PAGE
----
Information and Advisory Note Number 10 Back to menu
1.1 There was much public debate about the aggravated trespass provisions in the 1994 Criminal Justice and Public Order Act during its passage through Parliament. This note explains the implications of this legislation for open air recreation.
2.1 Most of the 1994 Act has nothing to do with SNH's business. The aggravated
trespass provisions fall into Part V of the Act, Sections 61-80. This 'Public
Order1 part of the Act has provisions for the removal of trespassers residing on
land - Sections 61-62; for the control of raves - Sections 63-67; on disruptive
trespassers - Sections 68-69; and on trespassory assemblies - Sections 70-71.
The remaining Sections of
Part V do not apply to Scotland but they cover squatters and powers to local authorities in England and Wales to remove unauthorised campers from land.
2.2 So the main implications for recreation lie in Sections 61-62 and 68-69. Sections 70-71, on trespassory assemblies, also have a little relevance to SNH. This part of the Act creates a number of new offences, but the powers in Scotland lie with the Police as an operational matter in the light of the circumstances of any particular case. Prosecution for any offence lies with the public prosecution service, and not individual landowners. Scottish Office Home and Health Department Circular 17/94 provides some useful guidance on the possible use of this legislation.
3.1 Sections 61-62 enable a police officer to direct two or more trespassers who
are residing on land to leave. The occupier first has to have taken reasonable
steps to ask the persons to go, and they have to be either causing damage or
been threatening, abusive or insulting, or have between them 6 or more vehicles
on the land.
3.2 An offence is caused when a person does not leave on direction by the Police or returns as a trespasser within three months. It is a defence that a person is not trespassing or that the person has reasonable excuse for failing to leave the land as soon as reasonably practicable.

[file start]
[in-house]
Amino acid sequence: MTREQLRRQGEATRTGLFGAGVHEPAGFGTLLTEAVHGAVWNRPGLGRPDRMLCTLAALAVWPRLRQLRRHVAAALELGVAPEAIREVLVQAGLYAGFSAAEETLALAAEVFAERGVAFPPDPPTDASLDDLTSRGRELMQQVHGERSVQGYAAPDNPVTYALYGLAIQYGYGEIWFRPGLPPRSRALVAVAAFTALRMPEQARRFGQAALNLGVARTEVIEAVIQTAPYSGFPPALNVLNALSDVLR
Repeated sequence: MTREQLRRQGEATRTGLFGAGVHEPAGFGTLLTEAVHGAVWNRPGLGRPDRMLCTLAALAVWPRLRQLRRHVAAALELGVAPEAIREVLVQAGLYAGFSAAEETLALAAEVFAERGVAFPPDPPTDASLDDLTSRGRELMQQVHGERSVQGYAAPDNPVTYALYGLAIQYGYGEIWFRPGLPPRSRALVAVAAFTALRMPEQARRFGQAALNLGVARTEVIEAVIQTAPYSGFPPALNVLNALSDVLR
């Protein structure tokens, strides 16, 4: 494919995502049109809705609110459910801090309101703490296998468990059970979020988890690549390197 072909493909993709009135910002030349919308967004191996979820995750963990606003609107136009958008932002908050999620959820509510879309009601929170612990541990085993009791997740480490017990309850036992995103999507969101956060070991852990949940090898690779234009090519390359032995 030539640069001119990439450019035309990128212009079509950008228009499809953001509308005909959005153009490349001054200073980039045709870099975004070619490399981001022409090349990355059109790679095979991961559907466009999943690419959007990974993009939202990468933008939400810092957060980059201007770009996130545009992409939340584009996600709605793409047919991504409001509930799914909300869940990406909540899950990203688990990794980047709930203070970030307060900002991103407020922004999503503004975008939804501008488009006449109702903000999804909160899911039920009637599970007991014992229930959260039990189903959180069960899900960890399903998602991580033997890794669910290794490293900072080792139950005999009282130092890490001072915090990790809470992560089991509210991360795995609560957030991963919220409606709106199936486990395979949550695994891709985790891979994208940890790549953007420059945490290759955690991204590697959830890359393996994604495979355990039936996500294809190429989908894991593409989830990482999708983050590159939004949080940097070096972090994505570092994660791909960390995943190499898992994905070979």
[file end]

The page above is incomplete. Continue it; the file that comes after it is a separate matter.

3.3 The definition of land does not include buildings (other than agricultural buildings or scheduled monuments) nor does it include a road (as defined in Scotland) except where that definition covers footpaths and cycle tracks or a bridleway, as defined under the Countryside (Scotland) Act 1967. So public rights of way by foot, cycle, or horse are covered. Section 61 of the Act also defines trespass as"... entering or, as the case may be, remaining on land without lawful authority and without the occupier's consent".
3.4 This part of the Act is likely to have few implications for recreation, but it does parallel the Trespass (Scotland) Act 1865 and conceivably it could be deployed against recreational campers. Under the 1865 legislation an offence is caused by 'encampment' (and also by lighting fires) without consent, while the new legislation provides only for an offence when a person does not leave on direction (or re-enters as a trespasser within 3 months).
3.5 Little guidance Is given in the SHHD Circular on this legislation except that the senior police officer may take account of the personal circumstances of the trespassers, for example, the presence of elderly people, invalids, children, and so on. The Circular also states that this Section will not affect the toleration policy currently applying to traditional travelling people (whereby there is tolerance where adequate provision of official sites does not exist).
4.1 What the law says. Most of the recreational concern about the 1994 Act lies